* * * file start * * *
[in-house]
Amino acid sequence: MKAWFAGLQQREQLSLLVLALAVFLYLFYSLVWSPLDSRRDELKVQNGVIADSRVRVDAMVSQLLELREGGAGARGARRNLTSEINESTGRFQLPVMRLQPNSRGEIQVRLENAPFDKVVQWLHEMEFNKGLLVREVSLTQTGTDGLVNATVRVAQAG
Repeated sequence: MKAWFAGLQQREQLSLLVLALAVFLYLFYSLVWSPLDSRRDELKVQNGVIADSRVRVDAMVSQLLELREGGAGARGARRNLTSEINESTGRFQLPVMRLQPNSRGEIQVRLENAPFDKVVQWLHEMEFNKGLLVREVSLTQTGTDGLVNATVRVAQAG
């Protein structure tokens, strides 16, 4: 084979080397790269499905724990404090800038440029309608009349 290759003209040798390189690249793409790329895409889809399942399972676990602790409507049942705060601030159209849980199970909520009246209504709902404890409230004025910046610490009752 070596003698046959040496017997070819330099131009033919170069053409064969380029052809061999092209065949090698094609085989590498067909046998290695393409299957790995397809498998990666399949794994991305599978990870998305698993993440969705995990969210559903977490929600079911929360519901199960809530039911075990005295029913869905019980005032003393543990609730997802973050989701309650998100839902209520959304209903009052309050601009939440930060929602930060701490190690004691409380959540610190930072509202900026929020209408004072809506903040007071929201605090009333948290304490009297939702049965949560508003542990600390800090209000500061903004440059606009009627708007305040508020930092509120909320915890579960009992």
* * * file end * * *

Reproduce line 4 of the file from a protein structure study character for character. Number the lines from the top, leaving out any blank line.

């Protein structure tokens, strides 16, 4: 084979080397790269499905724990404090800038440029309608009349 290759003209040798390189690249793409790329895409889809399942399972676990602790409507049942705060601030159209849980199970909520009246209504709902404890409230004025910046610490009752 070596003698046959040496017997070819330099131009033919170069053409064969380029052809061999092209065949090698094609085989590498067909046998290695393409299957790995397809498998990666399949794994991305599978990870998305698993993440969705995990969210559903977490929600079911929360519901199960809530039911075990005295029913869905019980005032003393543990609730997802973050989701309650998100839902209520959304209903009052309050601009939440930060929602930060701490190690004691409380959540610190930072509202900026929020209408004072809506903040007071929201605090009333948290304490009297939702049965949560508003542990600390800090209000500061903004440059606009009627708007305040508020930092509120909320915890579960009992």